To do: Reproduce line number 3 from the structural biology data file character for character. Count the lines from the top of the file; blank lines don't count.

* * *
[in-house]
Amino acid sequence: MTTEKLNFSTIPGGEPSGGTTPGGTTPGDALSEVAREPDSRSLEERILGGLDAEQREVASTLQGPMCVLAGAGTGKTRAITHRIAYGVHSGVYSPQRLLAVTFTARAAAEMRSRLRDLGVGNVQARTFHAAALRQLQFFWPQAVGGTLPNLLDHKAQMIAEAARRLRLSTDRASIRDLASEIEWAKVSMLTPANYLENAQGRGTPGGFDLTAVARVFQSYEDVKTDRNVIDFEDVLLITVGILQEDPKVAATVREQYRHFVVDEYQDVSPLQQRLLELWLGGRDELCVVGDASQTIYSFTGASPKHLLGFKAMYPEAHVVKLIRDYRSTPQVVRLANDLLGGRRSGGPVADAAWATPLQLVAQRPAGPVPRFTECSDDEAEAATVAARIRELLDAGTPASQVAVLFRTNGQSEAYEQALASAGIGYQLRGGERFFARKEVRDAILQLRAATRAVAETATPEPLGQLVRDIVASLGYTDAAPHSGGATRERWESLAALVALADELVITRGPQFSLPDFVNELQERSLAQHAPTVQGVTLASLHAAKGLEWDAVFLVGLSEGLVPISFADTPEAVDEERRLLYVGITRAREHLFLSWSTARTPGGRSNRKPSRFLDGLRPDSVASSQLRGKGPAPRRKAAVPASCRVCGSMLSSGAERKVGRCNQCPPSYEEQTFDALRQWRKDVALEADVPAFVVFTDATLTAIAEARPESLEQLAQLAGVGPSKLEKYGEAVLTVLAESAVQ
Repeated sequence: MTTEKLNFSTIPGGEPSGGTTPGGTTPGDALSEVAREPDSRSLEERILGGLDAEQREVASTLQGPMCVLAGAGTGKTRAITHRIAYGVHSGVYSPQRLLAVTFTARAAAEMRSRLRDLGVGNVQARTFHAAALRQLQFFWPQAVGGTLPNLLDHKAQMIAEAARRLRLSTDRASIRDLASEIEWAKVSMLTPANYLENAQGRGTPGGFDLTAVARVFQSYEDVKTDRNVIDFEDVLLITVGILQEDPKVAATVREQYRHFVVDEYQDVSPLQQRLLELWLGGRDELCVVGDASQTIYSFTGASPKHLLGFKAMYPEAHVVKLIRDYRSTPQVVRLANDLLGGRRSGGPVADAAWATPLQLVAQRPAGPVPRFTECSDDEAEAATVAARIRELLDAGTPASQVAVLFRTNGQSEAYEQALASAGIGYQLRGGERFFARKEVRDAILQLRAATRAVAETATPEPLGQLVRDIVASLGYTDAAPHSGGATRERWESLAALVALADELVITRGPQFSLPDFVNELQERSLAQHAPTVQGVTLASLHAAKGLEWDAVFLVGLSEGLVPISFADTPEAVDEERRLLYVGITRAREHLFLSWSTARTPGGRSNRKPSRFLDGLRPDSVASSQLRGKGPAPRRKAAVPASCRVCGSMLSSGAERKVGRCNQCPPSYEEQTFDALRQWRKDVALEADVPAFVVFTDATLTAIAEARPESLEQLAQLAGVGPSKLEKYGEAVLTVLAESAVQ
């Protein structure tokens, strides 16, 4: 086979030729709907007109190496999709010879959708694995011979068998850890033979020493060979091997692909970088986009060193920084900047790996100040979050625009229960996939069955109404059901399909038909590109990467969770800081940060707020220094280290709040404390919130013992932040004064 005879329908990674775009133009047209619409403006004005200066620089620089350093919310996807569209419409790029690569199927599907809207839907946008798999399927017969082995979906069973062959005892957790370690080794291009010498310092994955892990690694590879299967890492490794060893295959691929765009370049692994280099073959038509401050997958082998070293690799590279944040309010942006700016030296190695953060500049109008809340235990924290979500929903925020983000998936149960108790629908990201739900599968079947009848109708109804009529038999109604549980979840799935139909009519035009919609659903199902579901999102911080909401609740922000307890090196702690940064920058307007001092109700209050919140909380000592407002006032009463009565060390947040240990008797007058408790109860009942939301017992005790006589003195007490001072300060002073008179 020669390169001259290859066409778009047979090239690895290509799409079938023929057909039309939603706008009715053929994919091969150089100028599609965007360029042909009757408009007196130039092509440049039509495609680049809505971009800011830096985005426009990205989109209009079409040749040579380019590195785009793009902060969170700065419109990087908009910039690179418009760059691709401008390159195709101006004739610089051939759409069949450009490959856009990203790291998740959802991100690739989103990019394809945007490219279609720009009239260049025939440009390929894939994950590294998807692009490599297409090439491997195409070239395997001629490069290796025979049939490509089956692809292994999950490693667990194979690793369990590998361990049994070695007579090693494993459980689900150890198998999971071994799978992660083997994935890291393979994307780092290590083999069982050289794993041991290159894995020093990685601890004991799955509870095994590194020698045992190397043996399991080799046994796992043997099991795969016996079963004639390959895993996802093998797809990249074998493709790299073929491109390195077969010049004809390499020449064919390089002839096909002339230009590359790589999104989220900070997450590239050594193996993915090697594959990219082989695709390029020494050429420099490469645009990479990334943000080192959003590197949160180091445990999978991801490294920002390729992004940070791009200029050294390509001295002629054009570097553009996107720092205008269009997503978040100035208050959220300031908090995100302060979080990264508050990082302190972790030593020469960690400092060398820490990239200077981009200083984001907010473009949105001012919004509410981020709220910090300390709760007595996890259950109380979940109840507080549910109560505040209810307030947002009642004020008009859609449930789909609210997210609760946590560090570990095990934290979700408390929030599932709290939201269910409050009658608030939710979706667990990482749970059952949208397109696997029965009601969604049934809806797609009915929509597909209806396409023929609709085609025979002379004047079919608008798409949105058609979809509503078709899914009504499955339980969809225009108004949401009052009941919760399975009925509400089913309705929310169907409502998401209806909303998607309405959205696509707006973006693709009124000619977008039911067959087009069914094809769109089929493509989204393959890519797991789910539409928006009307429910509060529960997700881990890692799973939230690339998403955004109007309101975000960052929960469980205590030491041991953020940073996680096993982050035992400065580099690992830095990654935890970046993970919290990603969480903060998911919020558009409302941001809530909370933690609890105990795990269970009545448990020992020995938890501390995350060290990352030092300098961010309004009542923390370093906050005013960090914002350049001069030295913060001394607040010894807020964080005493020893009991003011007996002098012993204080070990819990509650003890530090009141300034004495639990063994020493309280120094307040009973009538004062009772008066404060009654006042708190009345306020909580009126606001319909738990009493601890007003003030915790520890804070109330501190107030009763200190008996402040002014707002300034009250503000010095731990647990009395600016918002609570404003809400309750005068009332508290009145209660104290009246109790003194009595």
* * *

Repeated sequence: MTTEKLNFSTIPGGEPSGGTTPGGTTPGDALSEVAREPDSRSLEERILGGLDAEQREVASTLQGPMCVLAGAGTGKTRAITHRIAYGVHSGVYSPQRLLAVTFTARAAAEMRSRLRDLGVGNVQARTFHAAALRQLQFFWPQAVGGTLPNLLDHKAQMIAEAARRLRLSTDRASIRDLASEIEWAKVSMLTPANYLENAQGRGTPGGFDLTAVARVFQSYEDVKTDRNVIDFEDVLLITVGILQEDPKVAATVREQYRHFVVDEYQDVSPLQQRLLELWLGGRDELCVVGDASQTIYSFTGASPKHLLGFKAMYPEAHVVKLIRDYRSTPQVVRLANDLLGGRRSGGPVADAAWATPLQLVAQRPAGPVPRFTECSDDEAEAATVAARIRELLDAGTPASQVAVLFRTNGQSEAYEQALASAGIGYQLRGGERFFARKEVRDAILQLRAATRAVAETATPEPLGQLVRDIVASLGYTDAAPHSGGATRERWESLAALVALADELVITRGPQFSLPDFVNELQERSLAQHAPTVQGVTLASLHAAKGLEWDAVFLVGLSEGLVPISFADTPEAVDEERRLLYVGITRAREHLFLSWSTARTPGGRSNRKPSRFLDGLRPDSVASSQLRGKGPAPRRKAAVPASCRVCGSMLSSGAERKVGRCNQCPPSYEEQTFDALRQWRKDVALEADVPAFVVFTDATLTAIAEARPESLEQLAQLAGVGPSKLEKYGEAVLTVLAESAVQ